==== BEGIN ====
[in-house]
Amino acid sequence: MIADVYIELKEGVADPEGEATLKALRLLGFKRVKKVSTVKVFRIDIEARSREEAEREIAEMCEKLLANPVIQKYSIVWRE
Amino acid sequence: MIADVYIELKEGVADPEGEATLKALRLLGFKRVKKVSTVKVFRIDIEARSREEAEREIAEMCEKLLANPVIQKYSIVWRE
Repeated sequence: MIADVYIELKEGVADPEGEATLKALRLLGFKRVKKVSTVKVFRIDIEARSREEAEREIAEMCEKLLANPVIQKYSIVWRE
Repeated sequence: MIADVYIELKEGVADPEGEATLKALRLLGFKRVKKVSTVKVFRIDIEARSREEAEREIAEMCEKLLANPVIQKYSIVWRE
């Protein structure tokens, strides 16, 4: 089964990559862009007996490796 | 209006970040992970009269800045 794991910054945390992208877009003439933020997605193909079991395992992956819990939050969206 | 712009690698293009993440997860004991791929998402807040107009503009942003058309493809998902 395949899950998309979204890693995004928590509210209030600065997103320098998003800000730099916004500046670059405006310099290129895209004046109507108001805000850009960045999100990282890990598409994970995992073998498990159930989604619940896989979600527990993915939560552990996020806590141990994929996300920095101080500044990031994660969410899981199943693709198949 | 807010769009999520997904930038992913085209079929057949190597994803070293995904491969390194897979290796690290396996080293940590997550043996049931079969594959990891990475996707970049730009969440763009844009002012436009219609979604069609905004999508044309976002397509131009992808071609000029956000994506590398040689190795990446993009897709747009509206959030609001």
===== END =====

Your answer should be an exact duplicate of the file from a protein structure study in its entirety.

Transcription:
[in-house]
Amino acid sequence: MIADVYIELKEGVADPEGEATLKALRLLGFKRVKKVSTVKVFRIDIEARSREEAEREIAEMCEKLLANPVIQKYSIVWRE
Amino acid sequence: MIADVYIELKEGVADPEGEATLKALRLLGFKRVKKVSTVKVFRIDIEARSREEAEREIAEMCEKLLANPVIQKYSIVWRE
Repeated sequence: MIADVYIELKEGVADPEGEATLKALRLLGFKRVKKVSTVKVFRIDIEARSREEAEREIAEMCEKLLANPVIQKYSIVWRE
Repeated sequence: MIADVYIELKEGVADPEGEATLKALRLLGFKRVKKVSTVKVFRIDIEARSREEAEREIAEMCEKLLANPVIQKYSIVWRE
């Protein structure tokens, strides 16, 4: 089964990559862009007996490796 | 209006970040992970009269800045 794991910054945390992208877009003439933020997605193909079991395992992956819990939050969206 | 712009690698293009993440997860004991791929998402807040107009503009942003058309493809998902 395949899950998309979204890693995004928590509210209030600065997103320098998003800000730099916004500046670059405006310099290129895209004046109507108001805000850009960045999100990282890990598409994970995992073998498990159930989604619940896989979600527990993915939560552990996020806590141990994929996300920095101080500044990031994660969410899981199943693709198949 | 807010769009999520997904930038992913085209079929057949190597994803070293995904491969390194897979290796690290396996080293940590997550043996049931079969594959990891990475996707970049730009969440763009844009002012436009219609979604069609905004999508044309976002397509131009992808071609000029956000994506590398040689190795990446993009897709747009509206959030609001």